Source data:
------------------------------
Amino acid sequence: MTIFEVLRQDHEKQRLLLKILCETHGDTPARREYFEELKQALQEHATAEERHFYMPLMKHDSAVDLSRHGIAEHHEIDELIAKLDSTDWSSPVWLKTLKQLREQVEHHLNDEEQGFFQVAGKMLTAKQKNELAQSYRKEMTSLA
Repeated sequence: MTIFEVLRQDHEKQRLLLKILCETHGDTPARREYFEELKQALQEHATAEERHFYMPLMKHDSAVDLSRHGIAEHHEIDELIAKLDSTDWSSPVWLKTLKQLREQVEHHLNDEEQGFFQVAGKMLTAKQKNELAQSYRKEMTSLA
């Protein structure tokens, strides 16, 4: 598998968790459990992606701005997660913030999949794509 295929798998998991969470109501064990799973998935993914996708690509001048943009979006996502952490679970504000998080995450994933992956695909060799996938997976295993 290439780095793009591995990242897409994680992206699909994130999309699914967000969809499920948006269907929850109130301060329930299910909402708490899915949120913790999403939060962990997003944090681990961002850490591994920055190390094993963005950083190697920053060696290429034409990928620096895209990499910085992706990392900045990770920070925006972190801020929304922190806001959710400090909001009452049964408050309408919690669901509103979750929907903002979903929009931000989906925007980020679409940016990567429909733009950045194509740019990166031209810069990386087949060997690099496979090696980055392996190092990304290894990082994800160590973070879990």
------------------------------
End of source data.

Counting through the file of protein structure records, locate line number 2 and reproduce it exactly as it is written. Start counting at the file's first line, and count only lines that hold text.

Repeated sequence: MTIFEVLRQDHEKQRLLLKILCETHGDTPARREYFEELKQALQEHATAEERHFYMPLMKHDSAVDLSRHGIAEHHEIDELIAKLDSTDWSSPVWLKTLKQLREQVEHHLNDEEQGFFQVAGKMLTAKQKNELAQSYRKEMTSLA